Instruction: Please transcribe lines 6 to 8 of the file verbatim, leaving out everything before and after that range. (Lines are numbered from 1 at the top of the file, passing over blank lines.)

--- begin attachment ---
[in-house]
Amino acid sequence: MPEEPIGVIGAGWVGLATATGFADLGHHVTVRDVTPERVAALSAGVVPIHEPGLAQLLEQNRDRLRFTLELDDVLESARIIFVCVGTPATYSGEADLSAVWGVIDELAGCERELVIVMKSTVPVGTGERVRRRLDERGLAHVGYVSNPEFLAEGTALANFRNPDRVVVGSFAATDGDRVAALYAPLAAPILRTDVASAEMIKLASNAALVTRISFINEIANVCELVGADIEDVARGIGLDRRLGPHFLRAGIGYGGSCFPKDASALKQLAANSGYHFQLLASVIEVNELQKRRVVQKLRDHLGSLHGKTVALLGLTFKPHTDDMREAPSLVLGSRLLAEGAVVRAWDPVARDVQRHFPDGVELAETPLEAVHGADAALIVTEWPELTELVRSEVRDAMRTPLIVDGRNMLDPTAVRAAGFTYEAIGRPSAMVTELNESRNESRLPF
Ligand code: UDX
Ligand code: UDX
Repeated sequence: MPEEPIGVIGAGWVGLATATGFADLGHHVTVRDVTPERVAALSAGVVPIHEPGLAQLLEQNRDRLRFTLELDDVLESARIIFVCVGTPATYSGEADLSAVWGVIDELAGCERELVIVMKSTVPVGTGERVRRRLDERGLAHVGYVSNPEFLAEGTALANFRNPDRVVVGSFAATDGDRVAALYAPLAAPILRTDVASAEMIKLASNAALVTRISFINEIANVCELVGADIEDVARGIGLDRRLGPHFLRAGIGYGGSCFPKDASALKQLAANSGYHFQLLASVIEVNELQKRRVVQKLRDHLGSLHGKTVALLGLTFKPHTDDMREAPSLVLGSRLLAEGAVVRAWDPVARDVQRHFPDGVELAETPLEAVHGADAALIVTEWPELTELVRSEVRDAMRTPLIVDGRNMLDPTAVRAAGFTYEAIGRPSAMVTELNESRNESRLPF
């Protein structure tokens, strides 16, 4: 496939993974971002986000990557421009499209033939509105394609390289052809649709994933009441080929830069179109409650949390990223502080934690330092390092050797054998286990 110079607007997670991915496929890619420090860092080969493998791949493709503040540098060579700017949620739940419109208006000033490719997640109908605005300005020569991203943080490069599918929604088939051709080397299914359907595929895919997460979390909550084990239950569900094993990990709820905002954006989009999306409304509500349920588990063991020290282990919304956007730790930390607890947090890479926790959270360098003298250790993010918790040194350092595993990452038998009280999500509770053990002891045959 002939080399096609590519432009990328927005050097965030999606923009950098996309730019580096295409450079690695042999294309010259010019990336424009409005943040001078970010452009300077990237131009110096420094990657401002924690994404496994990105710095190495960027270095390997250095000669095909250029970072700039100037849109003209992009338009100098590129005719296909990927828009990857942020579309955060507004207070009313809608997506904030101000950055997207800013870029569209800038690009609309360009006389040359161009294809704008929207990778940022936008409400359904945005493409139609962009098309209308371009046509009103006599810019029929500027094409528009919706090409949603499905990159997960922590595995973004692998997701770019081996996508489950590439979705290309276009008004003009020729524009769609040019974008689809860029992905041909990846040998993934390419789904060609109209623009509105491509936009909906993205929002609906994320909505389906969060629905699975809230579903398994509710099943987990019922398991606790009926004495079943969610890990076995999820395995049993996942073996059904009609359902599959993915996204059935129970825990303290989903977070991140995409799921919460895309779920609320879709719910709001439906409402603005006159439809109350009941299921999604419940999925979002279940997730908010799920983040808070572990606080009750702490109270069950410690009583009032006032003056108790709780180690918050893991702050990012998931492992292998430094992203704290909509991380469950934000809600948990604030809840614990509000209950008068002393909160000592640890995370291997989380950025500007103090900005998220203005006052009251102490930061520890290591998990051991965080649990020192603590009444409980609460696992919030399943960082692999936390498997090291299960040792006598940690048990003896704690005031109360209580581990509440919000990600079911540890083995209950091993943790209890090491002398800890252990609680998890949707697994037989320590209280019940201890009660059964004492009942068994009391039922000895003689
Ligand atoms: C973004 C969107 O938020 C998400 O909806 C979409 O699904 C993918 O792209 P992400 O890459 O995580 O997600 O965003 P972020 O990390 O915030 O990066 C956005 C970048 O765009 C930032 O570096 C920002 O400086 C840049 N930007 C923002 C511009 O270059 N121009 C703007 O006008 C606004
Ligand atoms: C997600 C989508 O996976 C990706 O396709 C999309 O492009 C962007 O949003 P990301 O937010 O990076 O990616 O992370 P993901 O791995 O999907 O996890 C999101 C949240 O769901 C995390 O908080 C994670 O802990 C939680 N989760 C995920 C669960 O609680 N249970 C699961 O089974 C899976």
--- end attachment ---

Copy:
């Protein structure tokens, strides 16, 4: 496939993974971002986000990557421009499209033939509105394609390289052809649709994933009441080929830069179109409650949390990223502080934690330092390092050797054998286990 110079607007997670991915496929890619420090860092080969493998791949493709503040540098060579700017949620739940419109208006000033490719997640109908605005300005020569991203943080490069599918929604088939051709080397299914359907595929895919997460979390909550084990239950569900094993990990709820905002954006989009999306409304509500349920588990063991020290282990919304956007730790930390607890947090890479926790959270360098003298250790993010918790040194350092595993990452038998009280999500509770053990002891045959 002939080399096609590519432009990328927005050097965030999606923009950098996309730019580096295409450079690695042999294309010259010019990336424009409005943040001078970010452009300077990237131009110096420094990657401002924690994404496994990105710095190495960027270095390997250095000669095909250029970072700039100037849109003209992009338009100098590129005719296909990927828009990857942020579309955060507004207070009313809608997506904030101000950055997207800013870029569209800038690009609309360009006389040359161009294809704008929207990778940022936008409400359904945005493409139609962009098309209308371009046509009103006599810019029929500027094409528009919706090409949603499905990159997960922590595995973004692998997701770019081996996508489950590439979705290309276009008004003009020729524009769609040019974008689809860029992905041909990846040998993934390419789904060609109209623009509105491509936009909906993205929002609906994320909505389906969060629905699975809230579903398994509710099943987990019922398991606790009926004495079943969610890990076995999820395995049993996942073996059904009609359902599959993915996204059935129970825990303290989903977070991140995409799921919460895309779920609320879709719910709001439906409402603005006159439809109350009941299921999604419940999925979002279940997730908010799920983040808070572990606080009750702490109270069950410690009583009032006032003056108790709780180690918050893991702050990012998931492992292998430094992203704290909509991380469950934000809600948990604030809840614990509000209950008068002393909160000592640890995370291997989380950025500007103090900005998220203005006052009251102490930061520890290591998990051991965080649990020192603590009444409980609460696992919030399943960082692999936390498997090291299960040792006598940690048990003896704690005031109360209580581990509440919000990600079911540890083995209950091993943790209890090491002398800890252990609680998890949707697994037989320590209280019940201890009660059964004492009942068994009391039922000895003689
Ligand atoms: C973004 C969107 O938020 C998400 O909806 C979409 O699904 C993918 O792209 P992400 O890459 O995580 O997600 O965003 P972020 O990390 O915030 O990066 C956005 C970048 O765009 C930032 O570096 C920002 O400086 C840049 N930007 C923002 C511009 O270059 N121009 C703007 O006008 C606004
Ligand atoms: C997600 C989508 O996976 C990706 O396709 C999309 O492009 C962007 O949003 P990301 O937010 O990076 O990616 O992370 P993901 O791995 O999907 O996890 C999101 C949240 O769901 C995390 O908080 C994670 O802990 C939680 N989760 C995920 C669960 O609680 N249970 C699961 O089974 C899976």